A 51-year-old Virginian officer was accused of aiding the enemy for providing an unmonitored cell phone to detainees while commanding an MP detachment at the jail that held Saddam Hussein.
Army Lt. Col. William H. Steele faces nine charges in all, including fraternizing with a prisoner's daughter, storing and marking classified material, maintaining an inappropriate relationship with an interpreter and possessing pornographic videos.
The rare charges were among the most serious levied against a senior American officer in Iraq, but were the latest in a series of embarrassments for the U.S. military detention system here.
Steele was detained in March and is being held in Kuwait pending an Article 32 hearing, the military equivalent of a grand jury hearing, officials said.
U.S. military spokesman Lt. Col. James Hutton told The Associated Press that Steele is 51 and is from Prince George, Virginia, a county just south of Richmond and 217 kilometers (135 miles) south of Washington, D.C.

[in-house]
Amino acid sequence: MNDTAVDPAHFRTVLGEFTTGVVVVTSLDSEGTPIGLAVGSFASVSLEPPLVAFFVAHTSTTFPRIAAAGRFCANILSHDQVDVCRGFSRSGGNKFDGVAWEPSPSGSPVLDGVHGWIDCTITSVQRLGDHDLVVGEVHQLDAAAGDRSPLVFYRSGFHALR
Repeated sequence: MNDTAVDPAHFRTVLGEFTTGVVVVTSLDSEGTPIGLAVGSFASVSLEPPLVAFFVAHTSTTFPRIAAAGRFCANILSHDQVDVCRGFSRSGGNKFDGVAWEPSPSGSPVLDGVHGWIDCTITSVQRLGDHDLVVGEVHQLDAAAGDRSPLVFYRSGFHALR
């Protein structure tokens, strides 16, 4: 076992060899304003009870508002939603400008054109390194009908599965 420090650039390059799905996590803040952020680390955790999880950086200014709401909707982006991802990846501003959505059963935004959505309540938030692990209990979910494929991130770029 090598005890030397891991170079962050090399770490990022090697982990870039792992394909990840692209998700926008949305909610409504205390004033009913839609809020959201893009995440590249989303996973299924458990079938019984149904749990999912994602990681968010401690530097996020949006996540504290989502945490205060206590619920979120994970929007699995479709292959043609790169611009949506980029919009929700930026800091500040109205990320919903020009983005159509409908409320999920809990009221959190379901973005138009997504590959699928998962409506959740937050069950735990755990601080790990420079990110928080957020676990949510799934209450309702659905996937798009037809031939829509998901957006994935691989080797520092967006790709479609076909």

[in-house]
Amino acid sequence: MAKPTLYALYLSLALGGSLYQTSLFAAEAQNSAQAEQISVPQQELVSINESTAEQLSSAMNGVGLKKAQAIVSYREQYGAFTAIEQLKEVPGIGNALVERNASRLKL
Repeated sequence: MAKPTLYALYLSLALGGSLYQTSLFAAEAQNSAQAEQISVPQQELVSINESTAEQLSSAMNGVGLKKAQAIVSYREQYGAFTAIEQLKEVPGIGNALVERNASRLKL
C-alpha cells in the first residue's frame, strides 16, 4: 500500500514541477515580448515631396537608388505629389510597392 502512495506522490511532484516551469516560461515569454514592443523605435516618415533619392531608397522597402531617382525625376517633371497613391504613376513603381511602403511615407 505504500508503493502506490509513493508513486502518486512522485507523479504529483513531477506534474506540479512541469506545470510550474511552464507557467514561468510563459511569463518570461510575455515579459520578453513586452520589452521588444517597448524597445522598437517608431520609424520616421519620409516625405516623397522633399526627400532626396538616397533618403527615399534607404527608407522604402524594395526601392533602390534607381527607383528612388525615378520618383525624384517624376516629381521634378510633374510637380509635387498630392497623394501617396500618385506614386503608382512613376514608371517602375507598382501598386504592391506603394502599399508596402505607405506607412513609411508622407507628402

The charges were announced Thursday but the military did not release the personal details until Friday.
The alleged incidents occurred from October 2005 to this February, starting when Steele was commander of the 451st Military Police Detachment at Camp Cropper on the western outskirts of Baghdad and in his later post as a senior patrol officer for the provincial transition team headquarters at nearby Camp Victory, the main U.S. military base.
The U.S. military command declined to comment on the case but stressed nothing had been proven. "These are troublesome allegations, but again they are just allegations at the moment," the main U.S. military spokesman, Maj. Gen. William Caldwell, told The Associated Press Radio.
The most serious charge, aiding the enemy, was tied to Steele's time at the jail at Camp Cropper.
The co-author of this disaster is the Dutch government, which did not find either strength or desire to save the lives of its citizens who were flying on that plane. The Dutch authorities did not demand Ukraine to comply with international aviation regulations